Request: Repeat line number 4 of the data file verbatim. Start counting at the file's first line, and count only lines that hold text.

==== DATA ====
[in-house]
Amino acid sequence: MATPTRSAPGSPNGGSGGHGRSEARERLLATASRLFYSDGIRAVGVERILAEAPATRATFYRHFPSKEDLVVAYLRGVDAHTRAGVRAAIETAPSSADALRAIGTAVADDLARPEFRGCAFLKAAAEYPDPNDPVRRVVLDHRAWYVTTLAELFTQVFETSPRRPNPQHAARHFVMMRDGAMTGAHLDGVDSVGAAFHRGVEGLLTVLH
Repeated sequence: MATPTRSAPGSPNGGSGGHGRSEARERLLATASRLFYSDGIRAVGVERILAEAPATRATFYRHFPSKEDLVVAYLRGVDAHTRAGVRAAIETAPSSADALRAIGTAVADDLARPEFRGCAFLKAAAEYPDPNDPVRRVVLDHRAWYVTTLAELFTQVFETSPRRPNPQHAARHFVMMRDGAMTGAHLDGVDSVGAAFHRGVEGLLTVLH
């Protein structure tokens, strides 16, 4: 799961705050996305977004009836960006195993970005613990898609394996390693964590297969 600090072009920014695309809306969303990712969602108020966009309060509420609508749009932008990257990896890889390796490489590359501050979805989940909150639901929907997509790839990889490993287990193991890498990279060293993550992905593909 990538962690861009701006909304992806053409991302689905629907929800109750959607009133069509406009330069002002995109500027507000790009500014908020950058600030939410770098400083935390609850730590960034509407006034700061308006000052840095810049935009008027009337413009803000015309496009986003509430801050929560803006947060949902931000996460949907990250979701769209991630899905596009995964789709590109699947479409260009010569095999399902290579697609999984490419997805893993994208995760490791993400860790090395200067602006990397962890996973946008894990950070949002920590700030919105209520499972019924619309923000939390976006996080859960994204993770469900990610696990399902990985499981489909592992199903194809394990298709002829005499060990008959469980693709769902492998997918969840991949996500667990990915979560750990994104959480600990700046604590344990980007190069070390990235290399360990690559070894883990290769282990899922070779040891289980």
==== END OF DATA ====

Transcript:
């Protein structure tokens, strides 16, 4: 799961705050996305977004009836960006195993970005613990898609394996390693964590297969 600090072009920014695309809306969303990712969602108020966009309060509420609508749009932008990257990896890889390796490489590359501050979805989940909150639901929907997509790839990889490993287990193991890498990279060293993550992905593909 990538962690861009701006909304992806053409991302689905629907929800109750959607009133069509406009330069002002995109500027507000790009500014908020950058600030939410770098400083935390609850730590960034509407006034700061308006000052840095810049935009008027009337413009803000015309496009986003509430801050929560803006947060949902931000996460949907990250979701769209991630899905596009995964789709590109699947479409260009010569095999399902290579697609999984490419997805893993994208995760490791993400860790090395200067602006990397962890996973946008894990950070949002920590700030919105209520499972019924619309923000939390976006996080859960994204993770469900990610696990399902990985499981489909592992199903194809394990298709002829005499060990008959469980693709769902492998997918969840991949996500667990990915979560750990994104959480600990700046604590344990980007190069070390990235290399360990690559070894883990290769282990899922070779040891289980």